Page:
The cause of CS is unknown, but it has long been suspected to be triggered by infection. In approximately 40% of cases, the onset of CS is preceded by an infectious illness; however, numerous studies addressing this question have failed to uncover evidence of an inciting microbial agent. The clinical and pathological features of CS are compatible with a disease pathogenesis based on immune-mediated mechanisms. The ocular and vestibuloauditory manifestations of CS typically follow a relapsing-remitting course, which supports the concept of an immune-mediated process. In addition, CS has been associated with other immune-mediated systemic inflammatory diseases such as vasculitis. Moreover, patients with CS may improve using corticosteroid or other immunosuppressive therapies.
The histopathology of the IK lesions in CS reveals an infiltration of lymphocytes and plasma cells in the deeper layers of the cornea. The cornea and anterior chamber of the eye are usually considered immunologically privileged sites, as described previously. The insult in CS presumably revokes this immunological privilege by promoting corneal neovascularization, which, in turn, allows inflammatory cells to access these sites. In response to antigenic challenge or other "danger signals," corneal tissue has been shown to upregulate expression of proinflammatory cytokines such as tumor necrosis factor (TNF)-a and IL-1, which promotes trafficking of antigen-presenting cells from the intravascular space to the corneal tissue, as well as from the cornea to the regional lymph nodes (21). These mechanisms, together with upregulation of critical costimulatory molecules, prime naïve T-cells and elicit an adaptive immune response.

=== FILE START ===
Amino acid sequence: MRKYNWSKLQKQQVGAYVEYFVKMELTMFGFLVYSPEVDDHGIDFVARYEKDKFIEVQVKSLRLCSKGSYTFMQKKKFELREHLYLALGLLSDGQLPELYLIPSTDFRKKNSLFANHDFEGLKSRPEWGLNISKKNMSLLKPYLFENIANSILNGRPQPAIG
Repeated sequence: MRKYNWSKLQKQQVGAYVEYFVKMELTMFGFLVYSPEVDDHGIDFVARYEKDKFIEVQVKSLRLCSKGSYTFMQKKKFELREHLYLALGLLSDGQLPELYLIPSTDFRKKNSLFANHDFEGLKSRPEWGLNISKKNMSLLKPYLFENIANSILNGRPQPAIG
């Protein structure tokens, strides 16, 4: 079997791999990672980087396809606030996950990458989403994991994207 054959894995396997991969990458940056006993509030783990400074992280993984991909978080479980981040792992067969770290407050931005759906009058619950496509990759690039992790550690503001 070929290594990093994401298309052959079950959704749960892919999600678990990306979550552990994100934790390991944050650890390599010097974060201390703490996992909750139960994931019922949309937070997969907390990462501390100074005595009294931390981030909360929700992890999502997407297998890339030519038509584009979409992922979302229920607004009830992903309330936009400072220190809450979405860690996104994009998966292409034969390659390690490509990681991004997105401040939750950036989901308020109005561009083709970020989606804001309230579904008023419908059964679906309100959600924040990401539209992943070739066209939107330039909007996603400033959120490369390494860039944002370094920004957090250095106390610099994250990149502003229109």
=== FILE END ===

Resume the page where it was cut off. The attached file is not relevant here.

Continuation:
Although the blood-labyrinthine barrier was initially believed to protect the inner ear from an immune stimulus, subsequent work has shown that the inner ear is capable of eliciting a robust inflammatory response (22). Indeed, the inner ear has multiple routes of communication with the immune system, including a separate lymphatic drainage to the cervical lymph nodes (23). Experimentally, antigenic challenge in the inner ear can result in rapid accumulation of leukocytes (including activated T- and B-cells) that enter from the systemic circulation through the spiral modiolar veins. In animal studies, chronic inflammation of the inner ear, regardless of the nature of the insult, leads to accumulation of extracellular matrix and endolymphatic hydrops, and ultimately ossification. Further work in animals indicates that systemic activation of innate immunity (e.g., injection of lipopolysaccharide) can enhance the adaptive immune response to antigen challenge in the inner ear (24). The pathologic descriptions of the vestibuloauditory apparatus are limited to a few autopsy reports. Temporal bone specimens from these cases imply that the earliest lesions consist of lymphocytic and plasma cell infiltration of the spiral ligament, endolymphatic hydrops, degeneration of the Organ of Corti, and demyelination of the vestibular and cochlear branches of cranial nerve VIII (25). The specimens from patients with late disease showed extensive new bone formation, severe hydrops, and degeneration of the sensory receptors and supporting structures (26,27). Importantly, histopathological signs of vasculitis were absent in these specimens.
The eye and inner ear disease in CS has been postulated to result from organ-system-specific autoimmunity. While a few studies have described antibodies to corneal antigens, the most compelling evidence for organ-system autoimmunity in CS comes from recent work characterizing a putative autoantigen from the inner ear. In this study, antibodies in sera from eight patients with CS were shown to bind a peptide antigen sharing sequence homology with CD148 (cell-density enhanced protein tyrosine phosphatase-1) and connexin 26 (28), which are two proteins expressed in the inner ear. Interestingly, connexin 26 has been implicated in congenital deafness. These antibodies also cross-react with Ro/Sjogren's Syndrome A (Ro/SSA), a known autoantigen and the major core protein lambda 1 of Rheovirus III. They were not present in sera from 25 patients with rheumatoid arthritis, 25 patients with systemic lupus erythematosus, or 40 healthy controls. Moreover, affinity-purified antibodies to this peptide were also shown to react with human cochlear tissue, and to cause corneal pathology, hearing loss, and vasculitis when passively transferred to Balb/c mice (28).
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